Earth & Space Science: Session 7
A Closer Look: Features of the Moon
How can we describe the geology of the Moon?
The face of the Moon — its “near side” to us — is divided into light areas called the lunar highlands and darker areas called maria. The maria are lower in altitude than the highlands and their appearance comes from the dark lava flows from earlier periods of lunar volcanism. Both the maria and the highlands have many craters, which are the result of meteor impacts. The impact destroys the meteor and displaces part of the moon's surface. A bowl is created, with the edges higher than the surrounding surface, the interior much lower than the surrounding surface, and sometimes a raised bump in the center. During impact, rock is often ejected outward, and the material is scattered across the Moon's surface in streaks radiating from the crater. There are many more impact craters in the highlands than in the maria.
Satellite pictures show that the far side of the Moon — the side that we can’t see — is almost completely covered by craters with virtually no maria. Why might this be? Scientists believe that the near side of the Moon has been “shielded” by its interaction with the Earth. The far side is thought to have been impacted much more frequently by meteors.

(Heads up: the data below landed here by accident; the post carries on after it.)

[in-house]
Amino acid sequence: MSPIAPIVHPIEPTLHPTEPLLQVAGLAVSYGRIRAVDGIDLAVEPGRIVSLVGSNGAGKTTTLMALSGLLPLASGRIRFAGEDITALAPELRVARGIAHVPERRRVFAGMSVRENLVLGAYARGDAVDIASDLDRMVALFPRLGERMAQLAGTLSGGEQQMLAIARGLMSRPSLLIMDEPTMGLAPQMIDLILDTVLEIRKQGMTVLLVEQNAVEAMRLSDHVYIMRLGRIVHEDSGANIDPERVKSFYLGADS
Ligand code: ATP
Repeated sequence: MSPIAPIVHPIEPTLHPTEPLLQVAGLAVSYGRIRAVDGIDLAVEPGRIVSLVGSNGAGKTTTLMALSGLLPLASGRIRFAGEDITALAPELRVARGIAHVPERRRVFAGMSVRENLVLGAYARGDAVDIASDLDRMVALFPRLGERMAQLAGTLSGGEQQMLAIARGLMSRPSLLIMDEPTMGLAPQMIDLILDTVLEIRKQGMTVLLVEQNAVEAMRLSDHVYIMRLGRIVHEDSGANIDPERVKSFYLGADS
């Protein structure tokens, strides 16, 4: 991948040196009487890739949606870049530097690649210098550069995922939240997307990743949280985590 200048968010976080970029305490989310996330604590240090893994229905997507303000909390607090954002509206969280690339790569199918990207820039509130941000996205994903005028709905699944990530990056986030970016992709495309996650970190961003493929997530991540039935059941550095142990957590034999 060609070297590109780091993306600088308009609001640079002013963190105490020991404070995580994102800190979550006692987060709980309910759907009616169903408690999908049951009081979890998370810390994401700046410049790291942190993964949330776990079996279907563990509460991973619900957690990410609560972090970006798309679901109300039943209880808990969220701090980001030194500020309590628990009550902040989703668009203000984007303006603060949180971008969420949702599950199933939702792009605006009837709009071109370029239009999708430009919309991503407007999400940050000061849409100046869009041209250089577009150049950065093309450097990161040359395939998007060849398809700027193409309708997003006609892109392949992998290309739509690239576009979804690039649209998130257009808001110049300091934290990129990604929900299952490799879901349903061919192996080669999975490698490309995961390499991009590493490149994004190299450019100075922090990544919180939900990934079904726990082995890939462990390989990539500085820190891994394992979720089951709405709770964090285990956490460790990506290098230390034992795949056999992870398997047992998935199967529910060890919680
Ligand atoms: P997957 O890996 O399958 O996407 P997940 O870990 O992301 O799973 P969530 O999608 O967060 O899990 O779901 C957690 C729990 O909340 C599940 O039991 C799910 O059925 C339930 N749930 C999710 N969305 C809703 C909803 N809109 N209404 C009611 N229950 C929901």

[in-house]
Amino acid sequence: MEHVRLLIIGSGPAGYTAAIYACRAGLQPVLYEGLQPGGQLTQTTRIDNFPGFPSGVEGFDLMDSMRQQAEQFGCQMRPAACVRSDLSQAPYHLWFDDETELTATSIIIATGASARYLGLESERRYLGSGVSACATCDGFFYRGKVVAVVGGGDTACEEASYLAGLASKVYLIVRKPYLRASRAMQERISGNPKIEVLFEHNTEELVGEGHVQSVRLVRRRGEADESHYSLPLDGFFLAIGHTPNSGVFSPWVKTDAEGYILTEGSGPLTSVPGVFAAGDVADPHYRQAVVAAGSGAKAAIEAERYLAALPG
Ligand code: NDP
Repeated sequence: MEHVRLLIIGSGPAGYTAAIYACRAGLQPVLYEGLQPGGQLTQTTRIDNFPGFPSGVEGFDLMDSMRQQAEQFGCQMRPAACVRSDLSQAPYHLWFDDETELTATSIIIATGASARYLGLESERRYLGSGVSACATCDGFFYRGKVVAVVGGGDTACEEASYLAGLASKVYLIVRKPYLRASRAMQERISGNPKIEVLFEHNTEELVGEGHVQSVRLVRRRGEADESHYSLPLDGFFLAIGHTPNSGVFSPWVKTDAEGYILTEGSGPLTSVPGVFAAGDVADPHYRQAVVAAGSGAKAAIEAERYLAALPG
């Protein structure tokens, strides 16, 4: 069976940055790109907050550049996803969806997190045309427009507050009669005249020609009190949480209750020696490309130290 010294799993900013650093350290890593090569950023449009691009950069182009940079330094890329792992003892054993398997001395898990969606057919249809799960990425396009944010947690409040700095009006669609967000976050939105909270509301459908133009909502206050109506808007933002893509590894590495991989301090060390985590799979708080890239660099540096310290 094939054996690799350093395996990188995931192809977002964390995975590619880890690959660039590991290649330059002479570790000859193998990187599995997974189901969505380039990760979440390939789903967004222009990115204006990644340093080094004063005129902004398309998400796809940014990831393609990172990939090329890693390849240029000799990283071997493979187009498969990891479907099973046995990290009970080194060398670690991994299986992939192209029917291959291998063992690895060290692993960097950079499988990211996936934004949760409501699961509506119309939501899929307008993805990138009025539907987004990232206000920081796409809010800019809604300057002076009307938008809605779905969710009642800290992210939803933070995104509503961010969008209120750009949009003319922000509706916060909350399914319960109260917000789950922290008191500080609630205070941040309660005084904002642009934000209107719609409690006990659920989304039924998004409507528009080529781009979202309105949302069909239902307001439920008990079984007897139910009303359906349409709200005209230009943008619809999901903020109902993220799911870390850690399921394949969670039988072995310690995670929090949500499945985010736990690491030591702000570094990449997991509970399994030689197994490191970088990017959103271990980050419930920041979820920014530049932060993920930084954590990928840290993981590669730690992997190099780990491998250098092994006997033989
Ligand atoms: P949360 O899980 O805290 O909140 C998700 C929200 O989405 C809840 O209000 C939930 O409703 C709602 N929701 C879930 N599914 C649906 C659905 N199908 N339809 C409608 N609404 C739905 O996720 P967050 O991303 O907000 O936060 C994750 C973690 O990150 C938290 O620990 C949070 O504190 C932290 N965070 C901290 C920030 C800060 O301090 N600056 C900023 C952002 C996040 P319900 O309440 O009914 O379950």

What do we know about the Moon’s geological history?
Scientists believe that when the Moon formed and its surface cooled, its interior was still mostly liquid. The energy from continual bombardment by meteors kept the Moon's interior liquefied. When very large meteors struck the Moon, the Moon's surface would crack. The lava from the Moon's molten mantle was able to escape through the holes created by the meteor. The lava filled in the crater, creating the dark, smooth maria. When more lava escaped than could be contained in the crater, it would overflow, and cover more of the Moon's surface. Because there are more craters in the highlands than in the maria, the highlands are thought to be significantly older than the maria.
Are there other landforms on the Moon?
Unlike the Earth, the Moon does not have active erosion by water or wind. Similarly, there is no shifting of tectonic plates to create mountains or subduct existing features into a mantle. Because of this, there are few landforms compared to those on Earth. However, the accumulation of volcanic processes and impact cratering is readily visible, and one can learn a lot about the Moon's history by studying its surface.
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